Fournette might be the closest thing to a sure thing. The 6-foot-1, 224-pound running back was the No. 1 recruit in the country and has already drawn comparisons to Adrian Peterson. He was one of the top stories at SEC media days, and he has yet to record a carry. But can he handle the pressure and the rigors of a college football season? Can Harris and Dupre handle it? All three were playing high school football in Louisiana less than a year ago.

As for the defense, there are even more question marks. Linebacker Kwon Alexander and cornerback Tre'Davious White are good players, potentially All-SEC, but what is the status of Jalen Mills after his arrest this offseason? Who will fill the big shoes left by Ego Ferguson and Anthony Johnson on the defensive line? Who are the leaders going to be?

This might be the toughest coaching job yet for Miles, but don’t be surprised if LSU is in the playoff conversation when it travels to Texas A&M on Thanksgiving.

Ranking the SEC defensive ends

June, 16, 2014
Jun 16
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It's Defensive Line Day on the SEC blog.

We ranked the top defensive line groups earlier today along with the top 10 tackles in the league. Now, we rank the top 10 ends in the SEC heading into the 2014 season.

1. Dante Fowler, Jr., Florida: Technically he plays the "buck" position in the Gators' defense, which is part end and part outside linebacker. He's versatile enough that he's a force against the run and also a dynamic pass-rusher. Florida has produced its share of big-play performers on defense. Look for the 6-foot-3, 266-pound Fowler to explode this season after racking up a team-high 10.5 tackles for loss as a sophomore.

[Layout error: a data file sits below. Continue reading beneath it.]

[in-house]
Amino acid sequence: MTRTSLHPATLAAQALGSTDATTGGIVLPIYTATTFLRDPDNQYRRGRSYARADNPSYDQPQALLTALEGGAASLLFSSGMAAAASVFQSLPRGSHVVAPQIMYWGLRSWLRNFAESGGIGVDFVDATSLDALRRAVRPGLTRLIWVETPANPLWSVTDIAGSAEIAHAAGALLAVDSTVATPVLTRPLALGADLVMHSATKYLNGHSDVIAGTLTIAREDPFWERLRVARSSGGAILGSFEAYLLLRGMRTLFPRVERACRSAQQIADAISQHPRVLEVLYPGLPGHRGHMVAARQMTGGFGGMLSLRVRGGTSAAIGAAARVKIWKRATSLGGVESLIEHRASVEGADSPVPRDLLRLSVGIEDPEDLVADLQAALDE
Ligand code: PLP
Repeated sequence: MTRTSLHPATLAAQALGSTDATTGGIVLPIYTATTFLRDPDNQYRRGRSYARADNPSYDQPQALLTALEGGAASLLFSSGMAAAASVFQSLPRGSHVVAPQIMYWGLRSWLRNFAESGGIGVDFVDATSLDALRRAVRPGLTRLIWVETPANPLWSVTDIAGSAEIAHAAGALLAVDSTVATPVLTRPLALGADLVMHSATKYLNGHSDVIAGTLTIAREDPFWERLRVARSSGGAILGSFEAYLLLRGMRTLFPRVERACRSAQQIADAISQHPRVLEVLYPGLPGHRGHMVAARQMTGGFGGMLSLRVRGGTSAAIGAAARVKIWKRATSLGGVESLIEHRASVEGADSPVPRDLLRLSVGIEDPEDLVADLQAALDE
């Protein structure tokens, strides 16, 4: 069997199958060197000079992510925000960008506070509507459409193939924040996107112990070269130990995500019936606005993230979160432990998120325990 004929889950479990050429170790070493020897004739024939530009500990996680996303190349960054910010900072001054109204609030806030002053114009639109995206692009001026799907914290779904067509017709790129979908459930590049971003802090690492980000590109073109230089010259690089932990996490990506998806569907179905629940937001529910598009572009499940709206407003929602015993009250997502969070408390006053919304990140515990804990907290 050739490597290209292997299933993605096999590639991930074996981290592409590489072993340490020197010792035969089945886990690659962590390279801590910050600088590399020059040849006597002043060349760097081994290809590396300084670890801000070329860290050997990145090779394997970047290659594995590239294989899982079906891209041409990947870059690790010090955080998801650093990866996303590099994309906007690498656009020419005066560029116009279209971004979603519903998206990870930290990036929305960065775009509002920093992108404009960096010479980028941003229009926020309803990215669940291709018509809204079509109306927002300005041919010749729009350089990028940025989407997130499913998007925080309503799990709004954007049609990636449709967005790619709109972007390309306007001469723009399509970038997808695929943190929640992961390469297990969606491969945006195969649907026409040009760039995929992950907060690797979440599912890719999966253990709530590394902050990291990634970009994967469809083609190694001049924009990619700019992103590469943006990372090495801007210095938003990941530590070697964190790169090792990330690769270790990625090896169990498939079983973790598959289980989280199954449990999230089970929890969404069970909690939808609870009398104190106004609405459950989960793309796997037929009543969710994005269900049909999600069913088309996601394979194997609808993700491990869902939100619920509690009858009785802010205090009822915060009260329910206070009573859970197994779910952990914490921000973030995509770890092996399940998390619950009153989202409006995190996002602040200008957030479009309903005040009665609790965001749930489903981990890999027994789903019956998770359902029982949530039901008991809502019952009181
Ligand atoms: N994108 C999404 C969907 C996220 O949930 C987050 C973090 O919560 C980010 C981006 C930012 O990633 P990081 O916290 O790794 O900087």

[+] EnlargeTrey Flowers
Wesley Hitt/Getty ImagesArkansas' Trey Flowers is back for his senior season.
2. Trey Flowers, Sr., Arkansas: His partner on the other side, Chris Smith, is gone, but the 6-4, 267-pound Flowers has already proven that he's a difference-maker regardless of who lines up around him or who he's going against. Flowers had five sacks and three forced fumbles a season ago and decided to come back for his senior season after considering a jump to the NFL.

3. Markus Golden, R-Sr., Missouri: Last season, it was Michael Sam and Kony Ealy. Two years ago, it was Sheldon Richardson. Missouri just keeps cranking out the talented defensive linemen. The 6-3, 260-pound Golden only played about 40 percent of the snaps last season, but still managed to lead the Mizzou ends with 55 total tackles and was third to Sam and Ealy with 13 tackles for loss.

4. Alvin “Bud” Dupree, Sr., Kentucky: Having successfully made the transition from outside linebacker to end last season when Mark Stoops and his staff arrived, the 6-4, 267-pound Dupree has finished in the top 10 in the SEC in sacks each of the past two seasons. He's the essence of consistency and has made at least three tackles in each of the 26 games he's started in his college career.

5. Carl Lawson, So. Auburn: The 6-2, 261-pound Lawson was the toughest of the ends to rank because he recently underwent knee surgery. There's a chance he could miss some time to open the season. But when fully healthy, there's no question that Lawson ranks up there with any of the defensive ends in this league. He was a Freshman All-American last season and racked up 7.5 tackles for loss.

6. Shane Ray, R-Jr., Missouri: Similar to Golden, Ray was also a reserve on that talented Missouri defensive line a year ago, but was still plenty productive. He finished second on the team with 11 quarterback pressures and also collected nine tackles for loss. The 6-3, 245-pound Ray is a a super athlete and has blazing speed off the edge as a pass-rusher.

7. Danielle Hunter, Jr., LSU: His enormous wing span makes him a nightmare for opposing quarterbacks when he's bearing down on them. At 6-6 and 241 pounds, Hunter came into his own last season with eight tackles for loss, including three sacks. Look for those numbers to soar in 2014, as Hunter is poised to be the Tigers' next star defensive end.